Private Garden to Public Park
South Park is located in the heart of the SOMA (South of Market) District of San Francisco, the city’s hub for business and culture, containing many museums, tech and design businesses, as well as the baseball stadium. The area is also home to an economically diverse population, with residential hotels adjacent to condos and high value commercial real estate. Given this diversity, the 1.2 acre park had to provide a variety of flexible and responsive spaces that meet the unique needs of its visitors.
The site has a long and rich history serving a variety of diverse populations. Its transformation over the years has served immigrants, refugees, longshoremen, artists, and young professionals. South Park was originally constructed in 1855 as an English picturesque strolling park at the center of an exclusive residential community. At the end of the 19th century it was given over the public and provided respite for immigrants who had moved to the area to work in the docks and warehouses. In the years following the 1906 Earthquake and Fire the park served as a refugee camp, providing temporary housing for 648 people. As the neighborhood rebuilt, throughout the early 20th century, bonfires burned in the park as longshoremen kept warm, waiting for calls from the union hall. Towards the end of the 20th century, the park evolved quickly, reinventing itself to meet the needs of a quickly changing population: first families, then elderly and disabled homeless moving into residential hotels, and finally young professionals in the dot-com boom.
Over the years, ad-hoc improvements had led South Park into disrepair. In 2011, The South Park Improvement Association appointed a landscape architecture firm to develop a design for the park. Working closely with neighbors and community leaders, the design team helped to facilitate more than 12 community outreach meetings and develop a park masterplan and landscape design. These designs negotiate between the need for flexible public spaces and alleviating major infrastructural and functional issues including poor drainage and lack of ADA accessibility.
The new design of the park may be described as a contemporary interpretation of the picturesque, guiding visitors along a carefully choreographed, meandering pathway while revealing a variety of accessible amenities and flexible spaces. The primary determining factors of the formal design decisions were driven by a hierarchy of existing trees, structures to remain, circulation patterns, access points, social nodes and intended use. By linking these points with a single path, the design forms a consistent linear promenade connecting a variety of amenity spaces while meandering amongst colorful and drought-tolerant plants along the length of the park and allowing for lateral crossing. The programmatic elements arrayed along the pathway are anchored by varying scales of plazas, formed at key junctures, through the thickening and thinning of the path.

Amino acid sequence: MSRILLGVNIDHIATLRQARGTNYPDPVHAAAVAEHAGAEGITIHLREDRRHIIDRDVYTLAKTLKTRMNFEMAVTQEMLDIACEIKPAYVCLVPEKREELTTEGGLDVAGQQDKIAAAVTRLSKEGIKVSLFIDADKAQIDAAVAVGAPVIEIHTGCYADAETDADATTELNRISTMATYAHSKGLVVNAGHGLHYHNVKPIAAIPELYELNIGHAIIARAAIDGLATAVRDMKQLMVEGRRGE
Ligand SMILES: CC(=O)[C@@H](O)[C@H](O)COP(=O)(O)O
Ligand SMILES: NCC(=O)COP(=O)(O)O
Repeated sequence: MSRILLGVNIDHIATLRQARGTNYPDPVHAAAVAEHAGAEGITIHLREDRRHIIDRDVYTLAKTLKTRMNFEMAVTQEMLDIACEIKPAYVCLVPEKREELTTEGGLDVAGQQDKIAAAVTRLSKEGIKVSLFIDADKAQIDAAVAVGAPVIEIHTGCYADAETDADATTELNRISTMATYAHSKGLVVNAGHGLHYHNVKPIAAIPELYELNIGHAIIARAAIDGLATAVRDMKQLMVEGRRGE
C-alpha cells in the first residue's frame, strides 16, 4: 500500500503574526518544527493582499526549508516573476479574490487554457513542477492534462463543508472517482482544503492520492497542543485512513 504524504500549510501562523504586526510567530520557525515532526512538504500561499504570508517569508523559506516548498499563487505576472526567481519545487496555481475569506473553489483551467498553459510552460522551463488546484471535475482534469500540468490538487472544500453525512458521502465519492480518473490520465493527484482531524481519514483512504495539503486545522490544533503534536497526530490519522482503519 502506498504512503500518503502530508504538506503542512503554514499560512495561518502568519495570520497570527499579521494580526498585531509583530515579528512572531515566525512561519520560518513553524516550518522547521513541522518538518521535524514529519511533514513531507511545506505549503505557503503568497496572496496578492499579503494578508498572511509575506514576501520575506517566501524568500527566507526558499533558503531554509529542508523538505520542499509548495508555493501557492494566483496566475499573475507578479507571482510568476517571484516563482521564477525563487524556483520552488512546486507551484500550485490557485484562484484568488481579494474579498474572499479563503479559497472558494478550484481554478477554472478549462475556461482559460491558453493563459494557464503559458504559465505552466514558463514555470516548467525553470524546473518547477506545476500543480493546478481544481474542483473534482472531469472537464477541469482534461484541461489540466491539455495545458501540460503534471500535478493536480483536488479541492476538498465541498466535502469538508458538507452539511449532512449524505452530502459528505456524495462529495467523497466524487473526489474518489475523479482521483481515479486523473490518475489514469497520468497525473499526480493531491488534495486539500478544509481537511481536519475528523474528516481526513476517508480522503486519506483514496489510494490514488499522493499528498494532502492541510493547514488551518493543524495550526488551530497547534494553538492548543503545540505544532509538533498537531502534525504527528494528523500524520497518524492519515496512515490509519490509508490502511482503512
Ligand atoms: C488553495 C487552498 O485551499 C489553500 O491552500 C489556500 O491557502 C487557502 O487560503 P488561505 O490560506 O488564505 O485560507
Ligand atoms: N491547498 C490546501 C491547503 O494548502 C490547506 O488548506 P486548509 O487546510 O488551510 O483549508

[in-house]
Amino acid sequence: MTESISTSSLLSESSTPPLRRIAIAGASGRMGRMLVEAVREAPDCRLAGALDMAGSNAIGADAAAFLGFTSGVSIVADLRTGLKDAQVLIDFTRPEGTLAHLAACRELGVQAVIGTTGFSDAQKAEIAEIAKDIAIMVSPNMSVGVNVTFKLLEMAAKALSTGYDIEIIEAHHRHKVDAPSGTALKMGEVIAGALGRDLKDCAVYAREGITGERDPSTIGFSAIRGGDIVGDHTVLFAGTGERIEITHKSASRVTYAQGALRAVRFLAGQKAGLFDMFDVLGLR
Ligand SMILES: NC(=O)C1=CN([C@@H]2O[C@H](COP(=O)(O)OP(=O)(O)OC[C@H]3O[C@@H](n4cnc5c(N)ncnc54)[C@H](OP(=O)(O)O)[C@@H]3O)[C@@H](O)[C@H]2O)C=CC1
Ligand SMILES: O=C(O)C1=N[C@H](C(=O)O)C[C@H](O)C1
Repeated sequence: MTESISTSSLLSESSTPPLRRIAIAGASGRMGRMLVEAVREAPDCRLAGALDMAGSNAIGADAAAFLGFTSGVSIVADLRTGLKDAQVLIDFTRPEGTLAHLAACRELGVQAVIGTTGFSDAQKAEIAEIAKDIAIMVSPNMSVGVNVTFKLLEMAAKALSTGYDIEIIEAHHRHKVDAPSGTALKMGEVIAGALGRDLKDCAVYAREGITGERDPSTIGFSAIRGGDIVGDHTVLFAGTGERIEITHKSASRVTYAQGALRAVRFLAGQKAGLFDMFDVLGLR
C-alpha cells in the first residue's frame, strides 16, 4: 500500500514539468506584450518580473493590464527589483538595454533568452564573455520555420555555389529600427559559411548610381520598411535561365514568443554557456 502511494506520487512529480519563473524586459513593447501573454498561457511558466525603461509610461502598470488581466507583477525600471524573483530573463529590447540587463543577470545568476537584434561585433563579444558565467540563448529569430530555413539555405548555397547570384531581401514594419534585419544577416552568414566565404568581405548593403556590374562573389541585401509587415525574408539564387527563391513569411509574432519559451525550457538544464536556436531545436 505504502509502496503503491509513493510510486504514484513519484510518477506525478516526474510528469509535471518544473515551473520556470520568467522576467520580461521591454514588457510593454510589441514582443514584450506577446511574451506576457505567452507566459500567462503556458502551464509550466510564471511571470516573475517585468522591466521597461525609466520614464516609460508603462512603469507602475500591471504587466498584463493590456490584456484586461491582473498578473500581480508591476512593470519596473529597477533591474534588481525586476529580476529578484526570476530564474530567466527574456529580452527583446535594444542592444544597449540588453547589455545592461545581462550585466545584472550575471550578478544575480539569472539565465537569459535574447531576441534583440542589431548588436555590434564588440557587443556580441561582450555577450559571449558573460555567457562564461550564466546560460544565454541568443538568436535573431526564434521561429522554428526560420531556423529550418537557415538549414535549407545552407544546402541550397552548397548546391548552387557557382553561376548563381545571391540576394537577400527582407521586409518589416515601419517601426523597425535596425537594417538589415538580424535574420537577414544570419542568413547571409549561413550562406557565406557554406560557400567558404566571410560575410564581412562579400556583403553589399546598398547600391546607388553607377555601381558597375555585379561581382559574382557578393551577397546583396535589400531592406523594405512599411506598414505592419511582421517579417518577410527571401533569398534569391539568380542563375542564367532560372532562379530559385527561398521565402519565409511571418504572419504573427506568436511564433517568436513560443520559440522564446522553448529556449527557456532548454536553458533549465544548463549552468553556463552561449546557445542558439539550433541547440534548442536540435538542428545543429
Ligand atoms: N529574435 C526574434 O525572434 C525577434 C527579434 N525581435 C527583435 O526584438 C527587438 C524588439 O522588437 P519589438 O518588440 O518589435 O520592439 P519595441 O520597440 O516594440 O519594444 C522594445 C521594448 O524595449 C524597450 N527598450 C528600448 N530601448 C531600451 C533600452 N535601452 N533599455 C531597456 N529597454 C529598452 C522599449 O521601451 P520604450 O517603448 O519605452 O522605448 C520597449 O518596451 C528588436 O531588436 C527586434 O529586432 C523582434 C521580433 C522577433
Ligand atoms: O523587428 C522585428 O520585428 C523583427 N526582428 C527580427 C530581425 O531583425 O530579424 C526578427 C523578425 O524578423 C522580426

The design strategy utilized four tightly bound material systems: an expandable, modular paving system; large sloping meadows; vegetated infiltration basins; and low retaining walls that mediate between paving and planted areas. The resulting design includes a series of long walls that flow through the park, to define spaces, hold grade, and provide seating and protection from the adjacent streets. The tectonic system for the path consists of a simply constructed combination of easily modified components that allow for diverse spatial, programmatic, and topographic solutions. The path system is comprised of site-cast concrete paving constructed to look like individual “tablet” pavers with rounded edges and “slider” bands that are arrayed along the north/south axis throughout the park. The combination of these two elements allows for a coherent modulation in the width of the path responding to contextual/external spatial desires, and fine-grain adjustment of the path edge that responds to site-specific conditions. The design also updated and made major infrastructural improvements including a state of the art irrigation system, bio-infiltration swales, flow through planters, subsurface infiltration wells and bulb-outs for improved pedestrian safety and traffic calming.